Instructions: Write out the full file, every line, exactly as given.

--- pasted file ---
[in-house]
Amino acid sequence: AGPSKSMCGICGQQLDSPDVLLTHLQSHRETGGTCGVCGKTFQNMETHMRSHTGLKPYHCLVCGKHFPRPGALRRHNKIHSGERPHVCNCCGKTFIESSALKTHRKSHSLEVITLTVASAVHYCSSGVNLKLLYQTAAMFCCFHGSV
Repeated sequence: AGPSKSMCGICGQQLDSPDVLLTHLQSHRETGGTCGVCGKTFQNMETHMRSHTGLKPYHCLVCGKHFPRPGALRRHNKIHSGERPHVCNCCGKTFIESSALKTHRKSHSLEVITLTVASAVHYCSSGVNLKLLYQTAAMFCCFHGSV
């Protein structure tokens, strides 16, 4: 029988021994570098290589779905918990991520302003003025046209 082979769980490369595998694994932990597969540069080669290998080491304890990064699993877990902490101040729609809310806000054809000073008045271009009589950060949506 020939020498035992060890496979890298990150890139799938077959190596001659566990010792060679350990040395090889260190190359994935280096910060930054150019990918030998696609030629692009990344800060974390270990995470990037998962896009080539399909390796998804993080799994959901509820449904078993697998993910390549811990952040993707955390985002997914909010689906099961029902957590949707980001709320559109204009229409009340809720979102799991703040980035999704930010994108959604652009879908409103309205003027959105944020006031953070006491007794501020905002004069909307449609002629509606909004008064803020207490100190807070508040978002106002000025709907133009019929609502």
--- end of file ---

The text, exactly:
[in-house]
Amino acid sequence: AGPSKSMCGICGQQLDSPDVLLTHLQSHRETGGTCGVCGKTFQNMETHMRSHTGLKPYHCLVCGKHFPRPGALRRHNKIHSGERPHVCNCCGKTFIESSALKTHRKSHSLEVITLTVASAVHYCSSGVNLKLLYQTAAMFCCFHGSV
Repeated sequence: AGPSKSMCGICGQQLDSPDVLLTHLQSHRETGGTCGVCGKTFQNMETHMRSHTGLKPYHCLVCGKHFPRPGALRRHNKIHSGERPHVCNCCGKTFIESSALKTHRKSHSLEVITLTVASAVHYCSSGVNLKLLYQTAAMFCCFHGSV
């Protein structure tokens, strides 16, 4: 029988021994570098290589779905918990991520302003003025046209 082979769980490369595998694994932990597969540069080669290998080491304890990064699993877990902490101040729609809310806000054809000073008045271009009589950060949506 020939020498035992060890496979890298990150890139799938077959190596001659566990010792060679350990040395090889260190190359994935280096910060930054150019990918030998696609030629692009990344800060974390270990995470990037998962896009080539399909390796998804993080799994959901509820449904078993697998993910390549811990952040993707955390985002997914909010689906099961029902957590949707980001709320559109204009229409009340809720979102799991703040980035999704930010994108959604652009879908409103309205003027959105944020006031953070006491007794501020905002004069909307449609002629509606909004008064803020207490100190807070508040978002106002000025709907133009019929609502």